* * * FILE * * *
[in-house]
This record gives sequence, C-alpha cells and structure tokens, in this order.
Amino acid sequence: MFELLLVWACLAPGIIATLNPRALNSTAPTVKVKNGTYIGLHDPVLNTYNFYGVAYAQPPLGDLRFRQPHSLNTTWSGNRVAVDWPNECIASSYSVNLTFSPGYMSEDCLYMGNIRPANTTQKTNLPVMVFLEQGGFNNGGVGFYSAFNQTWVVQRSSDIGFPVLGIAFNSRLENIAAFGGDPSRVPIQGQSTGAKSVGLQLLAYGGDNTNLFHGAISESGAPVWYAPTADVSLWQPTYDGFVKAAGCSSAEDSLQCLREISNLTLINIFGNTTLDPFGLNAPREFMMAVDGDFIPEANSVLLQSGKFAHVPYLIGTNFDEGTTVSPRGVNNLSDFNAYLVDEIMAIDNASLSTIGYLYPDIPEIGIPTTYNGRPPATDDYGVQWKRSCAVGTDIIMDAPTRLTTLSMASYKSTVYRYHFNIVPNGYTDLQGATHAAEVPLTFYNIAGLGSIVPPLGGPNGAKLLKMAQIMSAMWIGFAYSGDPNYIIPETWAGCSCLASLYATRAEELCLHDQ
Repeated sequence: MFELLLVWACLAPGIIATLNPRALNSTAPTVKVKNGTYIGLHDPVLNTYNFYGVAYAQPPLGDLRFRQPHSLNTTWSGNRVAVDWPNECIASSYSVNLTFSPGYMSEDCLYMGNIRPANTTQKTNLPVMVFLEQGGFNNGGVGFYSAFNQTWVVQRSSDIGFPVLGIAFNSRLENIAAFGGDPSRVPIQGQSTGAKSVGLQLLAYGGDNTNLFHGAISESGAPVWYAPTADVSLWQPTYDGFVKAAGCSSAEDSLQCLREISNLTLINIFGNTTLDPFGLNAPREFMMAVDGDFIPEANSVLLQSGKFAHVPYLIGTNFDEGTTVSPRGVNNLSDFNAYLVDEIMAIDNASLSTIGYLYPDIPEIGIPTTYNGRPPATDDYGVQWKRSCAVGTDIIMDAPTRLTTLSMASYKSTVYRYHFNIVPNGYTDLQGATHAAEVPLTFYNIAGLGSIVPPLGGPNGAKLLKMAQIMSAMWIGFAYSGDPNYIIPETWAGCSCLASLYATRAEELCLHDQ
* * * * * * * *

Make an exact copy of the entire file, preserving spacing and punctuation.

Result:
[in-house]
This record gives sequence, C-alpha cells and structure tokens, in this order.
Amino acid sequence: MFELLLVWACLAPGIIATLNPRALNSTAPTVKVKNGTYIGLHDPVLNTYNFYGVAYAQPPLGDLRFRQPHSLNTTWSGNRVAVDWPNECIASSYSVNLTFSPGYMSEDCLYMGNIRPANTTQKTNLPVMVFLEQGGFNNGGVGFYSAFNQTWVVQRSSDIGFPVLGIAFNSRLENIAAFGGDPSRVPIQGQSTGAKSVGLQLLAYGGDNTNLFHGAISESGAPVWYAPTADVSLWQPTYDGFVKAAGCSSAEDSLQCLREISNLTLINIFGNTTLDPFGLNAPREFMMAVDGDFIPEANSVLLQSGKFAHVPYLIGTNFDEGTTVSPRGVNNLSDFNAYLVDEIMAIDNASLSTIGYLYPDIPEIGIPTTYNGRPPATDDYGVQWKRSCAVGTDIIMDAPTRLTTLSMASYKSTVYRYHFNIVPNGYTDLQGATHAAEVPLTFYNIAGLGSIVPPLGGPNGAKLLKMAQIMSAMWIGFAYSGDPNYIIPETWAGCSCLASLYATRAEELCLHDQ
Repeated sequence: MFELLLVWACLAPGIIATLNPRALNSTAPTVKVKNGTYIGLHDPVLNTYNFYGVAYAQPPLGDLRFRQPHSLNTTWSGNRVAVDWPNECIASSYSVNLTFSPGYMSEDCLYMGNIRPANTTQKTNLPVMVFLEQGGFNNGGVGFYSAFNQTWVVQRSSDIGFPVLGIAFNSRLENIAAFGGDPSRVPIQGQSTGAKSVGLQLLAYGGDNTNLFHGAISESGAPVWYAPTADVSLWQPTYDGFVKAAGCSSAEDSLQCLREISNLTLINIFGNTTLDPFGLNAPREFMMAVDGDFIPEANSVLLQSGKFAHVPYLIGTNFDEGTTVSPRGVNNLSDFNAYLVDEIMAIDNASLSTIGYLYPDIPEIGIPTTYNGRPPATDDYGVQWKRSCAVGTDIIMDAPTRLTTLSMASYKSTVYRYHFNIVPNGYTDLQGATHAAEVPLTFYNIAGLGSIVPPLGGPNGAKLLKMAQIMSAMWIGFAYSGDPNYIIPETWAGCSCLASLYATRAEELCLHDQ